Soil-borne wheat mosaic virus

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Soil-borne wheat mosaic virus (SBWMV)
Virus classification
Group: Group IV ((+)ssRNA)
Family: Virgaviridae
Genus: Furovirus
Species: Soil-borne wheat mosaic virus

Soil-borne wheat mosaic virus (SBWMV) is a rod-shaped plant pathogen that can cause severe stunting and mosaic in susceptible wheat, barley and rye cultivars.[1] The disease has often been misdiagnosed as a nutritional problem, but this has actually allowed in part for the fortuitous visual selection by breeding programs of resistant genotypes. Soil-borne wheat mosaic virus is part of the Furovirus genus. Members of this genus are characterized by rigid rod-shaped particles and positive sense RNA genomes consisting of two molecules that are packaged into separate particles that code for either replication, mobility, structure or defense against the host.[2] The virus is spread by a fungal-like protist, Polymyxa graminis, whose asexual secondary and sexual primary cycles help the virus spread. The disease produces secondary symptoms from the root cell infection. The disease is a serious contributor to loss in crop yield.[3]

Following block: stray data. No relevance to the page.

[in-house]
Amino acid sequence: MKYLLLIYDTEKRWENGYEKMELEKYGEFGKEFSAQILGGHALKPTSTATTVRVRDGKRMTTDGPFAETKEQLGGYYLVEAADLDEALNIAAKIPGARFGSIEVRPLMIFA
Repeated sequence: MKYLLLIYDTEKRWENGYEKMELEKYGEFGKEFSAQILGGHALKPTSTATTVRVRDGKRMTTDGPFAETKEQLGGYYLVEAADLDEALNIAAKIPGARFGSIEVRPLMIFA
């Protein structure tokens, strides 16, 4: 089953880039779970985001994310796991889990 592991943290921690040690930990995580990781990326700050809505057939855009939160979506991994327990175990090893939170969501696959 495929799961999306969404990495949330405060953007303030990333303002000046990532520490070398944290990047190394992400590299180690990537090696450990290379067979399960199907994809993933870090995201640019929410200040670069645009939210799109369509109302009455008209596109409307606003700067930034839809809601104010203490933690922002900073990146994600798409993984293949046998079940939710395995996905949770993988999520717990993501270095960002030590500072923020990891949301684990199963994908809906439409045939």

Hosts and Symptoms[edit]

The primary host for soil-borne wheat mosaic virus is the wheat plant, Triticum aestivum,[4] although the virus can also affect rye, barley, and triticale.[5] Symptoms of the disease are primarily found on the leaves. These symptoms include chlorotic leaf mottling or leaf mosaic, rosetting, stunting, streaking, and blotching of leaves.[1] The mosaic and mottling symptoms may range from mild green to yellow, and leaves may sometimes also have dashes, parallel streaks, reddish streaking, and necrosis at the tips.[5] Symptoms usually occur around the same time each year. This time is usually early spring, although in warmer climates it is possible that symptoms can emerge in late fall or early winter.[3] Diseased fields are often uneven in appearance of symptoms especially in low wet areas.[6] This is because the drainage pattern of water on the field is used by the virus to infect plants.[7]

Disease Cycle[edit]